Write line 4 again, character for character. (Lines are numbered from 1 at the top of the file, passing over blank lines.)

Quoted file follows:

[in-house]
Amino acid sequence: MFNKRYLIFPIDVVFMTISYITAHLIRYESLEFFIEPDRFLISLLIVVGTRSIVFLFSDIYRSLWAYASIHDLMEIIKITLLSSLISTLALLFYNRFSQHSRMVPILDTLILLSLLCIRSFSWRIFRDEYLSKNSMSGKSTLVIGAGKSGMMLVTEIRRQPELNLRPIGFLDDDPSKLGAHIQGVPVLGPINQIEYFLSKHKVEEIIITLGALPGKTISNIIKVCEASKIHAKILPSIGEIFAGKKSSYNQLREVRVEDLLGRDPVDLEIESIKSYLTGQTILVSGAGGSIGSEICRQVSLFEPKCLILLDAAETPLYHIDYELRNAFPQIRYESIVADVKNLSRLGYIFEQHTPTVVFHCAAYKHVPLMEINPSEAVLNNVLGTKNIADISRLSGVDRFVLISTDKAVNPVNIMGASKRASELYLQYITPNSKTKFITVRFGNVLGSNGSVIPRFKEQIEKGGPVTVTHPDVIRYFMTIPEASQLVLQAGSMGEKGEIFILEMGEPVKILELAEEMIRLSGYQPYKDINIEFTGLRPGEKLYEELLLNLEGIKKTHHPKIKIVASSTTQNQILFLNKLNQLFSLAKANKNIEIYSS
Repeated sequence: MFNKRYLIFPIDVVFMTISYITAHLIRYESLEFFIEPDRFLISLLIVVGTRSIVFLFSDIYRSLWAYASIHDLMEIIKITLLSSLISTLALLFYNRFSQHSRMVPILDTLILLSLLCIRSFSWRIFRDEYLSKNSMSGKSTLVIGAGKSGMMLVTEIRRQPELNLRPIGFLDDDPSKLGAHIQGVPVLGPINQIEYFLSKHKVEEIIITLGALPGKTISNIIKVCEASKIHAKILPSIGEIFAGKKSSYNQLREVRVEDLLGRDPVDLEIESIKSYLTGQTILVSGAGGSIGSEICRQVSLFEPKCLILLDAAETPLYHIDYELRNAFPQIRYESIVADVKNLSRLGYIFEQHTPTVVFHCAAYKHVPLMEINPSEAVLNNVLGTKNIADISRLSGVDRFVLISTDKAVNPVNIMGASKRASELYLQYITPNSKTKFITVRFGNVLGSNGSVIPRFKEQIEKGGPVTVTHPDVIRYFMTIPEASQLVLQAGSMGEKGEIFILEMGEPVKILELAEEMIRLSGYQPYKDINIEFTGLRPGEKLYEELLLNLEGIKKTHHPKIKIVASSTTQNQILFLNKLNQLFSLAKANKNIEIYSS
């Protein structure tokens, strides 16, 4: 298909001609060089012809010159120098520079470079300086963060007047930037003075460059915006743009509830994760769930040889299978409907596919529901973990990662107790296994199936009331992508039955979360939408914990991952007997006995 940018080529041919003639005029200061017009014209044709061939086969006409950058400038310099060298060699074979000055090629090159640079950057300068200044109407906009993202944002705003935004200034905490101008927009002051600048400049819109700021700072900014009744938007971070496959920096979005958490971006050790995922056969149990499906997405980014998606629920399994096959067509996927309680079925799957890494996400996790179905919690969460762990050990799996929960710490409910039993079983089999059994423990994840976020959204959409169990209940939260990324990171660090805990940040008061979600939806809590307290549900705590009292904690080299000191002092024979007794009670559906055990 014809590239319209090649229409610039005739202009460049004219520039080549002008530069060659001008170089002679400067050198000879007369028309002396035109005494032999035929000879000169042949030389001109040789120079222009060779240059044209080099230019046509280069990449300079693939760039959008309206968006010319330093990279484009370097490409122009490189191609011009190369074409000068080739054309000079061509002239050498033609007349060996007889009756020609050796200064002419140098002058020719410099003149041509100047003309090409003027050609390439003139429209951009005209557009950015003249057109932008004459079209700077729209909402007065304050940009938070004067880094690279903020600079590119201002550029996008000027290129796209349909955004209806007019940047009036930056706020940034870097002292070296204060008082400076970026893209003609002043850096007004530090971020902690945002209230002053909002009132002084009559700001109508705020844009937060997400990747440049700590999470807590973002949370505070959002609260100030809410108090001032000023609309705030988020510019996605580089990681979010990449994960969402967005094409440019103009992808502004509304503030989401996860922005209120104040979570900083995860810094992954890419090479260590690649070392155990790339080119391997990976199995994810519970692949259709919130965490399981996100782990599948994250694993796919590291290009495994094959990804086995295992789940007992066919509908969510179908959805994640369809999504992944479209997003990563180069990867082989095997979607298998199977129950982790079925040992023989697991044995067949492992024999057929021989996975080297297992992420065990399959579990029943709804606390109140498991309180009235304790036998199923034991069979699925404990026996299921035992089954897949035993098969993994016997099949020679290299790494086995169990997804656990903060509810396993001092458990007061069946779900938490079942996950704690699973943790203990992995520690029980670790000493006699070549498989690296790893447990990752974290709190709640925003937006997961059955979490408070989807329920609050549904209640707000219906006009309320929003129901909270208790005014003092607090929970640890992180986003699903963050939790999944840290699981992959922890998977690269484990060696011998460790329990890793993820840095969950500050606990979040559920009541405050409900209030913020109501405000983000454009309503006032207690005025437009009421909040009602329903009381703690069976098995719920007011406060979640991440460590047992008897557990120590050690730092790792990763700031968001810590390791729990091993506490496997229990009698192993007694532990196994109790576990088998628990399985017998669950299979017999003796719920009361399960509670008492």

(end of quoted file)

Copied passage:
């Protein structure tokens, strides 16, 4: 298909001609060089012809010159120098520079470079300086963060007047930037003075460059915006743009509830994760769930040889299978409907596919529901973990990662107790296994199936009331992508039955979360939408914990991952007997006995 940018080529041919003639005029200061017009014209044709061939086969006409950058400038310099060298060699074979000055090629090159640079950057300068200044109407906009993202944002705003935004200034905490101008927009002051600048400049819109700021700072900014009744938007971070496959920096979005958490971006050790995922056969149990499906997405980014998606629920399994096959067509996927309680079925799957890494996400996790179905919690969460762990050990799996929960710490409910039993079983089999059994423990994840976020959204959409169990209940939260990324990171660090805990940040008061979600939806809590307290549900705590009292904690080299000191002092024979007794009670559906055990 014809590239319209090649229409610039005739202009460049004219520039080549002008530069060659001008170089002679400067050198000879007369028309002396035109005494032999035929000879000169042949030389001109040789120079222009060779240059044209080099230019046509280069990449300079693939760039959008309206968006010319330093990279484009370097490409122009490189191609011009190369074409000068080739054309000079061509002239050498033609007349060996007889009756020609050796200064002419140098002058020719410099003149041509100047003309090409003027050609390439003139429209951009005209557009950015003249057109932008004459079209700077729209909402007065304050940009938070004067880094690279903020600079590119201002550029996008000027290129796209349909955004209806007019940047009036930056706020940034870097002292070296204060008082400076970026893209003609002043850096007004530090971020902690945002209230002053909002009132002084009559700001109508705020844009937060997400990747440049700590999470807590973002949370505070959002609260100030809410108090001032000023609309705030988020510019996605580089990681979010990449994960969402967005094409440019103009992808502004509304503030989401996860922005209120104040979570900083995860810094992954890419090479260590690649070392155990790339080119391997990976199995994810519970692949259709919130965490399981996100782990599948994250694993796919590291290009495994094959990804086995295992789940007992066919509908969510179908959805994640369809999504992944479209997003990563180069990867082989095997979607298998199977129950982790079925040992023989697991044995067949492992024999057929021989996975080297297992992420065990399959579990029943709804606390109140498991309180009235304790036998199923034991069979699925404990026996299921035992089954897949035993098969993994016997099949020679290299790494086995169990997804656990903060509810396993001092458990007061069946779900938490079942996950704690699973943790203990992995520690029980670790000493006699070549498989690296790893447990990752974290709190709640925003937006997961059955979490408070989807329920609050549904209640707000219906006009309320929003129901909270208790005014003092607090929970640890992180986003699903963050939790999944840290699981992959922890998977690269484990060696011998460790329990890793993820840095969950500050606990979040559920009541405050409900209030913020109501405000983000454009309503006032207690005025437009009421909040009602329903009381703690069976098995719920007011406060979640991440460590047992008897557990120590050690730092790792990763700031968001810590390791729990091993506490496997229990009698192993007694532990196994109790576990088998628990399985017998669950299979017999003796719920009361399960509670008492």